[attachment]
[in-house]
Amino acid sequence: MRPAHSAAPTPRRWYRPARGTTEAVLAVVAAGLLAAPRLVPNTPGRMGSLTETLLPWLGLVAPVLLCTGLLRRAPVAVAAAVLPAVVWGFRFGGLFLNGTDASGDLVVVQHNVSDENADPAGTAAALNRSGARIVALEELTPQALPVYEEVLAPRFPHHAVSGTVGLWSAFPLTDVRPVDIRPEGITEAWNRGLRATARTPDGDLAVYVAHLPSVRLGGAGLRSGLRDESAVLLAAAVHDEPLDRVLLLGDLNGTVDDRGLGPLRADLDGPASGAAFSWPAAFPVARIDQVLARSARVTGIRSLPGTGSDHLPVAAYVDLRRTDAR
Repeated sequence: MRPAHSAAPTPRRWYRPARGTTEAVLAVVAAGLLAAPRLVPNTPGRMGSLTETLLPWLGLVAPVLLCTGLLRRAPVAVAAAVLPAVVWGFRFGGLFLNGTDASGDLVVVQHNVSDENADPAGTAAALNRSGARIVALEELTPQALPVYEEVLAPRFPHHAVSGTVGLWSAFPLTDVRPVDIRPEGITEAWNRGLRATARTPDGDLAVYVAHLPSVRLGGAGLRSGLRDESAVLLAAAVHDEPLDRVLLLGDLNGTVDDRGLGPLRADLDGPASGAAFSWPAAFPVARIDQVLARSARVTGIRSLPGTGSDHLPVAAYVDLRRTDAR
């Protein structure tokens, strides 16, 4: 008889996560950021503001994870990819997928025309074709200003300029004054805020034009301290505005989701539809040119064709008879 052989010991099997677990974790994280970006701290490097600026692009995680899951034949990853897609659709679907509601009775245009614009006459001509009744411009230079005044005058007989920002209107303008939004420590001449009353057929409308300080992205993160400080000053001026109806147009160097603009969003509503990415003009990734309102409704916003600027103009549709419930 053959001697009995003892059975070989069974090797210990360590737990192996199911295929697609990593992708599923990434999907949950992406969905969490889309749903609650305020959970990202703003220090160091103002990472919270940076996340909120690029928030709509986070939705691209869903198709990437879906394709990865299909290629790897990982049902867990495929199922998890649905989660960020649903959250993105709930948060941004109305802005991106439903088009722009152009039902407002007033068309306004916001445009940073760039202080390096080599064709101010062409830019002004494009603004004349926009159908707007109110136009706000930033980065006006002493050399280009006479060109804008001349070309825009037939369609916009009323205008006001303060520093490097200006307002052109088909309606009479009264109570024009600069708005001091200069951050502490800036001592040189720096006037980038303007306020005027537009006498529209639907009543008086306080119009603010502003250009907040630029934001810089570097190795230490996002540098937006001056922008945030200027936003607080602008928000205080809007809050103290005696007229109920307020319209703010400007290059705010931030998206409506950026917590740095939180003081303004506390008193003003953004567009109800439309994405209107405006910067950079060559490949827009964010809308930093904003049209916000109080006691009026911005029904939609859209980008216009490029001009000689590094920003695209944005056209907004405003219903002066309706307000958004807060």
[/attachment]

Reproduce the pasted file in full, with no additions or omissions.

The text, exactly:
[in-house]
Amino acid sequence: MRPAHSAAPTPRRWYRPARGTTEAVLAVVAAGLLAAPRLVPNTPGRMGSLTETLLPWLGLVAPVLLCTGLLRRAPVAVAAAVLPAVVWGFRFGGLFLNGTDASGDLVVVQHNVSDENADPAGTAAALNRSGARIVALEELTPQALPVYEEVLAPRFPHHAVSGTVGLWSAFPLTDVRPVDIRPEGITEAWNRGLRATARTPDGDLAVYVAHLPSVRLGGAGLRSGLRDESAVLLAAAVHDEPLDRVLLLGDLNGTVDDRGLGPLRADLDGPASGAAFSWPAAFPVARIDQVLARSARVTGIRSLPGTGSDHLPVAAYVDLRRTDAR
Repeated sequence: MRPAHSAAPTPRRWYRPARGTTEAVLAVVAAGLLAAPRLVPNTPGRMGSLTETLLPWLGLVAPVLLCTGLLRRAPVAVAAAVLPAVVWGFRFGGLFLNGTDASGDLVVVQHNVSDENADPAGTAAALNRSGARIVALEELTPQALPVYEEVLAPRFPHHAVSGTVGLWSAFPLTDVRPVDIRPEGITEAWNRGLRATARTPDGDLAVYVAHLPSVRLGGAGLRSGLRDESAVLLAAAVHDEPLDRVLLLGDLNGTVDDRGLGPLRADLDGPASGAAFSWPAAFPVARIDQVLARSARVTGIRSLPGTGSDHLPVAAYVDLRRTDAR
């Protein structure tokens, strides 16, 4: 008889996560950021503001994870990819997928025309074709200003300029004054805020034009301290505005989701539809040119064709008879 052989010991099997677990974790994280970006701290490097600026692009995680899951034949990853897609659709679907509601009775245009614009006459001509009744411009230079005044005058007989920002209107303008939004420590001449009353057929409308300080992205993160400080000053001026109806147009160097603009969003509503990415003009990734309102409704916003600027103009549709419930 053959001697009995003892059975070989069974090797210990360590737990192996199911295929697609990593992708599923990434999907949950992406969905969490889309749903609650305020959970990202703003220090160091103002990472919270940076996340909120690029928030709509986070939705691209869903198709990437879906394709990865299909290629790897990982049902867990495929199922998890649905989660960020649903959250993105709930948060941004109305802005991106439903088009722009152009039902407002007033068309306004916001445009940073760039202080390096080599064709101010062409830019002004494009603004004349926009159908707007109110136009706000930033980065006006002493050399280009006479060109804008001349070309825009037939369609916009009323205008006001303060520093490097200006307002052109088909309606009479009264109570024009600069708005001091200069951050502490800036001592040189720096006037980038303007306020005027537009006498529209639907009543008086306080119009603010502003250009907040630029934001810089570097190795230490996002540098937006001056922008945030200027936003607080602008928000205080809007809050103290005696007229109920307020319209703010400007290059705010931030998206409506950026917590740095939180003081303004506390008193003003953004567009109800439309994405209107405006910067950079060559490949827009964010809308930093904003049209916000109080006691009026911005029904939609859209980008216009490029001009000689590094920003695209944005056209907004405003219903002066309706307000958004807060």